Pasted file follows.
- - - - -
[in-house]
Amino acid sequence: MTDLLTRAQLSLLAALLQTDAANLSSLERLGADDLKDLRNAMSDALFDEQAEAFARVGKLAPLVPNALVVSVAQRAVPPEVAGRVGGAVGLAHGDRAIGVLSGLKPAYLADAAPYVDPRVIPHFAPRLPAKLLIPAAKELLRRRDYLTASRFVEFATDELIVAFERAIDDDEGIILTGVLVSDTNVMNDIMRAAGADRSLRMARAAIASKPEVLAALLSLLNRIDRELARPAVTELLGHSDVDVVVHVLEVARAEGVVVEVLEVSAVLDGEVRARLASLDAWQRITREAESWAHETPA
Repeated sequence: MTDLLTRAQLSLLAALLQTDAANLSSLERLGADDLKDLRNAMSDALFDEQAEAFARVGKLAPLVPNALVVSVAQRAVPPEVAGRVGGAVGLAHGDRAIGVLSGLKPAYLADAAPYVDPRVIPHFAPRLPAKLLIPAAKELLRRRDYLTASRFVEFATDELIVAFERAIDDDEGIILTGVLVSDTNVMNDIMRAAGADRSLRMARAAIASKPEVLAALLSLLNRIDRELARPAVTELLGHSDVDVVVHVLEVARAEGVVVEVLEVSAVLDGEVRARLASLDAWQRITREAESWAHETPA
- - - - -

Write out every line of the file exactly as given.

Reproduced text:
[in-house]
Amino acid sequence: MTDLLTRAQLSLLAALLQTDAANLSSLERLGADDLKDLRNAMSDALFDEQAEAFARVGKLAPLVPNALVVSVAQRAVPPEVAGRVGGAVGLAHGDRAIGVLSGLKPAYLADAAPYVDPRVIPHFAPRLPAKLLIPAAKELLRRRDYLTASRFVEFATDELIVAFERAIDDDEGIILTGVLVSDTNVMNDIMRAAGADRSLRMARAAIASKPEVLAALLSLLNRIDRELARPAVTELLGHSDVDVVVHVLEVARAEGVVVEVLEVSAVLDGEVRARLASLDAWQRITREAESWAHETPA
Repeated sequence: MTDLLTRAQLSLLAALLQTDAANLSSLERLGADDLKDLRNAMSDALFDEQAEAFARVGKLAPLVPNALVVSVAQRAVPPEVAGRVGGAVGLAHGDRAIGVLSGLKPAYLADAAPYVDPRVIPHFAPRLPAKLLIPAAKELLRRRDYLTASRFVEFATDELIVAFERAIDDDEGIILTGVLVSDTNVMNDIMRAAGADRSLRMARAAIASKPEVLAALLSLLNRIDRELARPAVTELLGHSDVDVVVHVLEVARAEGVVVEVLEVSAVLDGEVRARLASLDAWQRITREAESWAHETPA